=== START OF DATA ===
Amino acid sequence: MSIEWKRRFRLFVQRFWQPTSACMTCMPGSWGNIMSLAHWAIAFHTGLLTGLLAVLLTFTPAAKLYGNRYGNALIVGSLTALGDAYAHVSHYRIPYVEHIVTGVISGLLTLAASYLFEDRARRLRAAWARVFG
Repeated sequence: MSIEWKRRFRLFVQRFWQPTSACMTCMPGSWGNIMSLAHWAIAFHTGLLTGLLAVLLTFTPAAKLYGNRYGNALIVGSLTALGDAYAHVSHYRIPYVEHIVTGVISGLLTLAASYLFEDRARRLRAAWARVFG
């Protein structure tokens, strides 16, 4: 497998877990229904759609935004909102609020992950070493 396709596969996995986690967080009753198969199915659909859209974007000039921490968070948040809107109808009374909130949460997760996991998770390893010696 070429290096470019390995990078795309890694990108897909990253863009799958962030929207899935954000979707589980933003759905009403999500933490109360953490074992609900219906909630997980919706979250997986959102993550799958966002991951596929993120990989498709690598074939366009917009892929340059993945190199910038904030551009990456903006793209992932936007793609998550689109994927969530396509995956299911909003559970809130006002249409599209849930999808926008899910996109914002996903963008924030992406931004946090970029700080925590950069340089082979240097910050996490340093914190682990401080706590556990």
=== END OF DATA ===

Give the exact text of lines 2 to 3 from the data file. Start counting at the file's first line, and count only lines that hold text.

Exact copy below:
Repeated sequence: MSIEWKRRFRLFVQRFWQPTSACMTCMPGSWGNIMSLAHWAIAFHTGLLTGLLAVLLTFTPAAKLYGNRYGNALIVGSLTALGDAYAHVSHYRIPYVEHIVTGVISGLLTLAASYLFEDRARRLRAAWARVFG
């Protein structure tokens, strides 16, 4: 497998877990229904759609935004909102609020992950070493 396709596969996995986690967080009753198969199915659909859209974007000039921490968070948040809107109808009374909130949460997760996991998770390893010696 070429290096470019390995990078795309890694990108897909990253863009799958962030929207899935954000979707589980933003759905009403999500933490109360953490074992609900219906909630997980919706979250997986959102993550799958966002991951596929993120990989498709690598074939366009917009892929340059993945190199910038904030551009990456903006793209992932936007793609998550689109994927969530396509995956299911909003559970809130006002249409599209849930999808926008899910996109914002996903963008924030992406931004946090970029700080925590950069340089082979240097910050996490340093914190682990401080706590556990």